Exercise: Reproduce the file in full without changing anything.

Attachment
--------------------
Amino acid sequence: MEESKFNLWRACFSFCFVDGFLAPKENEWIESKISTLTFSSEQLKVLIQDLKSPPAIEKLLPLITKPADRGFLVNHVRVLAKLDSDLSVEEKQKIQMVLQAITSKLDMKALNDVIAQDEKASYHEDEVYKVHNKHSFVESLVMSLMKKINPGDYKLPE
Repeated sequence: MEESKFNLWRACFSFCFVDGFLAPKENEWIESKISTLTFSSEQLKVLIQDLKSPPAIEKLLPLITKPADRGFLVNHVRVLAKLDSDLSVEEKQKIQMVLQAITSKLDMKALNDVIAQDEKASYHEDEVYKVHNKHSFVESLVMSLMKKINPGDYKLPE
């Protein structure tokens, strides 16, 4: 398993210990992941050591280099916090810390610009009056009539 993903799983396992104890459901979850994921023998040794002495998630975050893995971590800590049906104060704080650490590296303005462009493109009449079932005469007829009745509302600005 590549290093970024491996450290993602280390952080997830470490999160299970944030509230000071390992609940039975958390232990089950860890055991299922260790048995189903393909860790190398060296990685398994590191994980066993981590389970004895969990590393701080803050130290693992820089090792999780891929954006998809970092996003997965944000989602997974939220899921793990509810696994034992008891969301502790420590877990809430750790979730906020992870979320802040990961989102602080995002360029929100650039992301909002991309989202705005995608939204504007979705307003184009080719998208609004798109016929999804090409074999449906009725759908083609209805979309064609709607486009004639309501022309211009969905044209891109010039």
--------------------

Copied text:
Amino acid sequence: MEESKFNLWRACFSFCFVDGFLAPKENEWIESKISTLTFSSEQLKVLIQDLKSPPAIEKLLPLITKPADRGFLVNHVRVLAKLDSDLSVEEKQKIQMVLQAITSKLDMKALNDVIAQDEKASYHEDEVYKVHNKHSFVESLVMSLMKKINPGDYKLPE
Repeated sequence: MEESKFNLWRACFSFCFVDGFLAPKENEWIESKISTLTFSSEQLKVLIQDLKSPPAIEKLLPLITKPADRGFLVNHVRVLAKLDSDLSVEEKQKIQMVLQAITSKLDMKALNDVIAQDEKASYHEDEVYKVHNKHSFVESLVMSLMKKINPGDYKLPE
């Protein structure tokens, strides 16, 4: 398993210990992941050591280099916090810390610009009056009539 993903799983396992104890459901979850994921023998040794002495998630975050893995971590800590049906104060704080650490590296303005462009493109009449079932005469007829009745509302600005 590549290093970024491996450290993602280390952080997830470490999160299970944030509230000071390992609940039975958390232990089950860890055991299922260790048995189903393909860790190398060296990685398994590191994980066993981590389970004895969990590393701080803050130290693992820089090792999780891929954006998809970092996003997965944000989602997974939220899921793990509810696994034992008891969301502790420590877990809430750790979730906020992870979320802040990961989102602080995002360029929100650039992301909002991309989202705005995608939204504007979705307003184009080719998208609004798109016929999804090409074999449906009725759908083609209805979309064609709607486009004639309501022309211009969905044209891109010039």